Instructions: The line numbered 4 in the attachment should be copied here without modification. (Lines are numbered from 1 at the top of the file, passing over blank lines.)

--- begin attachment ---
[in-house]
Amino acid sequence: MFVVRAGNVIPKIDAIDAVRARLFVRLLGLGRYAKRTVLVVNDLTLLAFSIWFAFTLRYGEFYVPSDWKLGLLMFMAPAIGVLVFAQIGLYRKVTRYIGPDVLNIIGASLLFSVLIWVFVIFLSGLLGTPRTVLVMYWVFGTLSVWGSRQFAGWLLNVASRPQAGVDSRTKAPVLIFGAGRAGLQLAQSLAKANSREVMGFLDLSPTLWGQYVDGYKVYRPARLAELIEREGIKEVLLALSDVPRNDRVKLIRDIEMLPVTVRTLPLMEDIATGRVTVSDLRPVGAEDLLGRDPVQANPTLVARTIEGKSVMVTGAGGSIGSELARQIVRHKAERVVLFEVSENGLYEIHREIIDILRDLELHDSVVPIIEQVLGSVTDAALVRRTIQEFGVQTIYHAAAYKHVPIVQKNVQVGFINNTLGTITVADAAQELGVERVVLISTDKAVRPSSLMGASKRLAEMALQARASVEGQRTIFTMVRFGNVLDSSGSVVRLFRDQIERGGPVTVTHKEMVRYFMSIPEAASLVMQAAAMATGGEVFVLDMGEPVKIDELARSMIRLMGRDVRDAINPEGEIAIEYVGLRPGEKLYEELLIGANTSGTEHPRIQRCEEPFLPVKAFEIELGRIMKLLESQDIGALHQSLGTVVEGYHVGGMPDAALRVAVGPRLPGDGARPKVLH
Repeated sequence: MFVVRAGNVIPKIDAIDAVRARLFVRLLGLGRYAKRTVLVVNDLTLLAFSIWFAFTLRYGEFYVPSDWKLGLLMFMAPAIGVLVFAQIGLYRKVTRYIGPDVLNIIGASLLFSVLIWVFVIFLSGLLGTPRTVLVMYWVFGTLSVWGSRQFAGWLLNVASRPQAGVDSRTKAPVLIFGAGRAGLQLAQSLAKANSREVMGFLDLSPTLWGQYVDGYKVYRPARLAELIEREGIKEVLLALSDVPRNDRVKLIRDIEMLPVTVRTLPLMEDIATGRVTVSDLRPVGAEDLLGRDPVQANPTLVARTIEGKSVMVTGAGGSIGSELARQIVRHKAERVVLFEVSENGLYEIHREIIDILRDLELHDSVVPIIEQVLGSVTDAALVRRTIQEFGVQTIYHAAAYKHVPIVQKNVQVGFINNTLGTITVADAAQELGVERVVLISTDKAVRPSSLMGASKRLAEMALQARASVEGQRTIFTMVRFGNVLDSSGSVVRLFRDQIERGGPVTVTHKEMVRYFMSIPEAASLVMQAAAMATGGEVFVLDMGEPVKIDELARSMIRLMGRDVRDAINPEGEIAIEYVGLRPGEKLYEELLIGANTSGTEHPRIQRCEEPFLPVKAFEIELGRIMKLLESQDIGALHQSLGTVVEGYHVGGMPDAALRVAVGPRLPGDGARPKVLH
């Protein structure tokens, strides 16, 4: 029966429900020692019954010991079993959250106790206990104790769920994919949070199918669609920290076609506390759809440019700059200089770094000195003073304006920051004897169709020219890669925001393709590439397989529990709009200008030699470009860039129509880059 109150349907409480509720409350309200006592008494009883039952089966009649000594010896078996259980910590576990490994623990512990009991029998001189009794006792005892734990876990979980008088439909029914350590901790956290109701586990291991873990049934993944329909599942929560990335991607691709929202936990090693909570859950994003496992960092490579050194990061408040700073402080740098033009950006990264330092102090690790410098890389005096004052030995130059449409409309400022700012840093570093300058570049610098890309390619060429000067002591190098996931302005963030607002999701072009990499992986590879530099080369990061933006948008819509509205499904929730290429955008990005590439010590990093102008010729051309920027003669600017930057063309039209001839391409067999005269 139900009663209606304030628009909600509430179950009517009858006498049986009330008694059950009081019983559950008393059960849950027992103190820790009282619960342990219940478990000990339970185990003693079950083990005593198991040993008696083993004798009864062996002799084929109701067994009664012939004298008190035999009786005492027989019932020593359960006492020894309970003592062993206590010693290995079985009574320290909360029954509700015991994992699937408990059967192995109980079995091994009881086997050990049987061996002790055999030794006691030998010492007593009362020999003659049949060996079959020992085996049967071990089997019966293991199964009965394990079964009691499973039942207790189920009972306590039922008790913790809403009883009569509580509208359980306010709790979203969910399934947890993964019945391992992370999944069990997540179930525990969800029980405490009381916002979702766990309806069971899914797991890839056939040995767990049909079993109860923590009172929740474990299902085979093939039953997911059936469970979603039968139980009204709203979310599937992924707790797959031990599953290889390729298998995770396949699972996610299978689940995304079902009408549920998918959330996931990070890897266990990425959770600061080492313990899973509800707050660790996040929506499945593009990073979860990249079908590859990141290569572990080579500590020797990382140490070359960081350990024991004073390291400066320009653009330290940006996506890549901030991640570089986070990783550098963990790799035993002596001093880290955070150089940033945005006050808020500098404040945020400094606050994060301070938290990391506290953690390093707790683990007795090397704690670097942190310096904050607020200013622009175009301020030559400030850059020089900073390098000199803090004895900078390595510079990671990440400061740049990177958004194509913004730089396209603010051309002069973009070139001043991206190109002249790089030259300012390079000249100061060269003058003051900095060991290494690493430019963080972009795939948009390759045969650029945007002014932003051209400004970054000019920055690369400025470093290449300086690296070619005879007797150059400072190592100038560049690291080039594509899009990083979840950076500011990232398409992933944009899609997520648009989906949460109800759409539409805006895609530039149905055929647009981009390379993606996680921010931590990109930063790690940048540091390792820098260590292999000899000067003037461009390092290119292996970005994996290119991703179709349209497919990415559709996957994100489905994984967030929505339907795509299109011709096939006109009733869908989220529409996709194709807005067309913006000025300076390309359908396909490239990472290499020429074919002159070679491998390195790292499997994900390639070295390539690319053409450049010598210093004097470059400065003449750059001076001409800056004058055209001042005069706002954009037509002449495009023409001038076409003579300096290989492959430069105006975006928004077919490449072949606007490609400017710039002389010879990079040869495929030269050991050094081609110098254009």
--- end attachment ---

């Protein structure tokens, strides 16, 4: 029966429900020692019954010991079993959250106790206990104790769920994919949070199918669609920290076609506390759809440019700059200089770094000195003073304006920051004897169709020219890669925001393709590439397989529990709009200008030699470009860039129509880059 109150349907409480509720409350309200006592008494009883039952089966009649000594010896078996259980910590576990490994623990512990009991029998001189009794006792005892734990876990979980008088439909029914350590901790956290109701586990291991873990049934993944329909599942929560990335991607691709929202936990090693909570859950994003496992960092490579050194990061408040700073402080740098033009950006990264330092102090690790410098890389005096004052030995130059449409409309400022700012840093570093300058570049610098890309390619060429000067002591190098996931302005963030607002999701072009990499992986590879530099080369990061933006948008819509509205499904929730290429955008990005590439010590990093102008010729051309920027003669600017930057063309039209001839391409067999005269 139900009663209606304030628009909600509430179950009517009858006498049986009330008694059950009081019983559950008393059960849950027992103190820790009282619960342990219940478990000990339970185990003693079950083990005593198991040993008696083993004798009864062996002799084929109701067994009664012939004298008190035999009786005492027989019932020593359960006492020894309970003592062993206590010693290995079985009574320290909360029954509700015991994992699937408990059967192995109980079995091994009881086997050990049987061996002790055999030794006691030998010492007593009362020999003659049949060996079959020992085996049967071990089997019966293991199964009965394990079964009691499973039942207790189920009972306590039922008790913790809403009883009569509580509208359980306010709790979203969910399934947890993964019945391992992370999944069990997540179930525990969800029980405490009381916002979702766990309806069971899914797991890839056939040995767990049909079993109860923590009172929740474990299902085979093939039953997911059936469970979603039968139980009204709203979310599937992924707790797959031990599953290889390729298998995770396949699972996610299978689940995304079902009408549920998918959330996931990070890897266990990425959770600061080492313990899973509800707050660790996040929506499945593009990073979860990249079908590859990141290569572990080579500590020797990382140490070359960081350990024991004073390291400066320009653009330290940006996506890549901030991640570089986070990783550098963990790799035993002596001093880290955070150089940033945005006050808020500098404040945020400094606050994060301070938290990391506290953690390093707790683990007795090397704690670097942190310096904050607020200013622009175009301020030559400030850059020089900073390098000199803090004895900078390595510079990671990440400061740049990177958004194509913004730089396209603010051309002069973009070139001043991206190109002249790089030259300012390079000249100061060269003058003051900095060991290494690493430019963080972009795939948009390759045969650029945007002014932003051209400004970054000019920055690369400025470093290449300086690296070619005879007797150059400072190592100038560049690291080039594509899009990083979840950076500011990232398409992933944009899609997520648009989906949460109800759409539409805006895609530039149905055929647009981009390379993606996680921010931590990109930063790690940048540091390792820098260590292999000899000067003037461009390092290119292996970005994996290119991703179709349209497919990415559709996957994100489905994984967030929505339907795509299109011709096939006109009733869908989220529409996709194709807005067309913006000025300076390309359908396909490239990472290499020429074919002159070679491998390195790292499997994900390639070295390539690319053409450049010598210093004097470059400065003449750059001076001409800056004058055209001042005069706002954009037509002449495009023409001038076409003579300096290989492959430069105006975006928004077919490449072949606007490609400017710039002389010879990079040869495929030269050991050094081609110098254009």